No Impact for Youth Participating in an Independent Living-Employment Services Program
Evidence indicates that youth aging out of foster care often struggle with the transition to adulthood. One program to address these youth’s needs is the Independent Living-Employment Services Program (IL-ES), which included employment assistance and life skills development. However, we found no significant impact on youth in the program in the areas we measured.
What we did
We conducted a randomized controlled trial with 254 participating youth between the ages of 16 and 21 years who were living in foster care, between 2003 and 2008. Participants included 136 youth in the treatment group (IL-ES) and 118 youth in the control group. Youth participated in one initial interview and two follow-up interviews and completed a questionnaire. Final outcome data were also drawn from Unemployment Insurance wage data.
To assess program impact, we examined preparedness for independent living, education, employment, and economic well-being. We also gathered data on physical and mental health, substance abuse, social support, and delinquency.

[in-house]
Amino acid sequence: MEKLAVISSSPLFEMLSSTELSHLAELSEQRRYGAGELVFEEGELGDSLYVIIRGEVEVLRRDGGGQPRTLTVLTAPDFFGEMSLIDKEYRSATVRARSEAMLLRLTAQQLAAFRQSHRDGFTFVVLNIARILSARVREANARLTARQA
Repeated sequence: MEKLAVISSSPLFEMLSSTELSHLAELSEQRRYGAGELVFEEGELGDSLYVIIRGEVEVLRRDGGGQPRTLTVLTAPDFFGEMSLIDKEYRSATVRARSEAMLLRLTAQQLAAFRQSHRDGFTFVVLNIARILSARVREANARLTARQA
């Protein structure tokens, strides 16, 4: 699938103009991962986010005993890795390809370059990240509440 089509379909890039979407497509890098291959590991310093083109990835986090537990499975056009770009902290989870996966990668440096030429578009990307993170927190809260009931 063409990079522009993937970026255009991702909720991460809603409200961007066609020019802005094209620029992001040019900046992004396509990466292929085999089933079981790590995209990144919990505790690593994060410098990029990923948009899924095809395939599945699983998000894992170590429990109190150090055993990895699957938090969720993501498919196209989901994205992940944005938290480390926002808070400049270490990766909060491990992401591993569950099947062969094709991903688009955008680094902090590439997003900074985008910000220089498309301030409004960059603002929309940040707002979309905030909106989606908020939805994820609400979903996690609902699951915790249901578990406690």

What we found
Results revealed no significant difference between the treatment and control groups on measures of employment or other outcomes. There were no differences in long-term program impacts on participants’ earnings.
What it means
The “light-touch” approach may not be sufficient to meet the needs of foster youth in their transition out of care and into adulthood. More sustained and in-depth involvement in program activities may be needed to influence labor market outcomes and individual well-being.
It may also be difficult to assess the effects of an employment support program in a community that has a weak labor market and other employment supports for youth.
This report is available through the U.S. Administration for Children and Families website, linked below.Download Report